(50a) A Tuneable Process for the Conversion of Lignin to Jet Fuel over Molybdenum Carbide Catalysts | AIChE

(50a) A Tuneable Process for the Conversion of Lignin to Jet Fuel over Molybdenum Carbide Catalysts


Stone, M. - Presenter, Massachusetts Institute of Technology
Mounfield, W. P. III, Massachusetts Institute of Technology
Morais, A. R. C., University of Kansas
Beckham, G., National Renewable Energy Laboratory
Roman, Y., MIT
Anderson, E., Massachusetts Institute of Technology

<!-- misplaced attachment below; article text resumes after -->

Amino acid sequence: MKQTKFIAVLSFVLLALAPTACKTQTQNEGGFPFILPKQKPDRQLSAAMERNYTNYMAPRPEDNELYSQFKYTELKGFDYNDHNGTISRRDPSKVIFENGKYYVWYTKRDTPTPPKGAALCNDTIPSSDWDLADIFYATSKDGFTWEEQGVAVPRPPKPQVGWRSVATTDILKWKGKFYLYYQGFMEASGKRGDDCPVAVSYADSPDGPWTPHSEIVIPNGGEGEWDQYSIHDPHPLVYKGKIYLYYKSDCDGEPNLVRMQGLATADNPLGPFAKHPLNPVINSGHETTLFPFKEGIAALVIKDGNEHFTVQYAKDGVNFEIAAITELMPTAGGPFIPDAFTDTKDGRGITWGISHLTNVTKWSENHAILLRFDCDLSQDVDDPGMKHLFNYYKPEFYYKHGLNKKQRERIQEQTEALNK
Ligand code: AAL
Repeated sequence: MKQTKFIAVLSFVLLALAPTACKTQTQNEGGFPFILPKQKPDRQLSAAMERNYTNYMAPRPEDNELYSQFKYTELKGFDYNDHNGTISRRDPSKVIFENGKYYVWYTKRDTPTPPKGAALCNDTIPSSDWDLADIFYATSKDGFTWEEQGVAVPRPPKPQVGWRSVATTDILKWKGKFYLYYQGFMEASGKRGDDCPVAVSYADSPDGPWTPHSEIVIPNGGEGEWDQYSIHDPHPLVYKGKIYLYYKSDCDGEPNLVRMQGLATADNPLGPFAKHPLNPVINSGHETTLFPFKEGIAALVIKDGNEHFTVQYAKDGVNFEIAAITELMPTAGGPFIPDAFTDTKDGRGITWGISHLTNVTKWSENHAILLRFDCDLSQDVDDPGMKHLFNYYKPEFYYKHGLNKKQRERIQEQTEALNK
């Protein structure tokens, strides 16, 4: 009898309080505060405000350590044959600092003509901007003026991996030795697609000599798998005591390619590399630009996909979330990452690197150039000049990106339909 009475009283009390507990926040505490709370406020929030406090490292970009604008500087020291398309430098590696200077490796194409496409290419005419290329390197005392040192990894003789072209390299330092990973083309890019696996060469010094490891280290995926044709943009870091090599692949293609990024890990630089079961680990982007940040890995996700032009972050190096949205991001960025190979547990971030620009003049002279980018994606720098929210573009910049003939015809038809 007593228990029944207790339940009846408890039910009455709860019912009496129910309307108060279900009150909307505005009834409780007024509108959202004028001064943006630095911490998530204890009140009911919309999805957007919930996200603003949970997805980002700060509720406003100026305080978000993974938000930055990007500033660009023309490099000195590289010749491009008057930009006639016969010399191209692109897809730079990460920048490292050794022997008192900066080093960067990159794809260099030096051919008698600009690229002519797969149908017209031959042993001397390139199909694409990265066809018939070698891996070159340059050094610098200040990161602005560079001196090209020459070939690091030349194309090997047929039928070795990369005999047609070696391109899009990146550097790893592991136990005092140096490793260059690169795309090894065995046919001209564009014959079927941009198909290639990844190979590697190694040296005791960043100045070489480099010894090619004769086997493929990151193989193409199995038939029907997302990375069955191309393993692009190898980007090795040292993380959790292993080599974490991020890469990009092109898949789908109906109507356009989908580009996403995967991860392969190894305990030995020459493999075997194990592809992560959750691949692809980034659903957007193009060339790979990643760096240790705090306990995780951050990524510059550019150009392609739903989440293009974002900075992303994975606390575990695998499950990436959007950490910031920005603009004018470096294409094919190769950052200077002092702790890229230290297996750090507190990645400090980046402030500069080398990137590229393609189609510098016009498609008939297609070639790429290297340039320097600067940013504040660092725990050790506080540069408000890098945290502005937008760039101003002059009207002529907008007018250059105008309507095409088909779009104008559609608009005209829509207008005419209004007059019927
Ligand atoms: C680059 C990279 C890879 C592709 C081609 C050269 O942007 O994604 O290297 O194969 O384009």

The aviation industry has a growing demand for sustainable aviation fuels (SAF) that can reduce greenhouse gas emissions while satisfying strict physical property requirements to meet safety and quality standards of jet fuel. Between 8% and 25% of such SAFs must be aromatic to satisfy requirements related to energy density, lubricity, material compatibility, and elastomeric swelling. One of the most promising feedstocks for the aromatic portion of SAFs is lignin, as it constitutes 15-30 wt% of all lignocellulosic biomass and is currently underutilized waste in the cellulosic-ethanol and pulp-and-paper-industries. The utilization of lignin in jet fuel hinges on effective methods for reducing oxygen content (lignin O/C ~0.3-0.4 vs jet fuel O/C<0.03), while limiting ring hydrogenation and maximizing yields of C9-C20 hydrocarbons. Molybdenum carbide (Mo2C) has been shown to selectively cleave aryl-oxygen bonds in model compounds such as anisole and m-cresol, removing oxygen and preserving aromaticity. Herein, we test the efficacy of Mo2C during hydrodeoxygenation of lignin oil produced via reductive catalytic fractionation (RCF), which is a stabilized mixture of oxygenated, lignin-derived monomers, dimers, trimers and tetramers. Flowing pure RCF lignin oil over a packed catalyst bed in a 3-phase trickle bed reactor enables the generation of steady-state partial-conversion data to understand and optimize catalyst performance while deoxygenating complex lignin streams. Through recycling products, we can obtain and characterize fully deoxygenated lignin oil, concluding that both monomer and dimer products are strong jet fuel candidates. Finally, by co-supporting small amounts of late transition metals, we can shift the product selectivity to tune the aromaticity, closing the loop to enable rational catalyst design for desired jet fuel properties.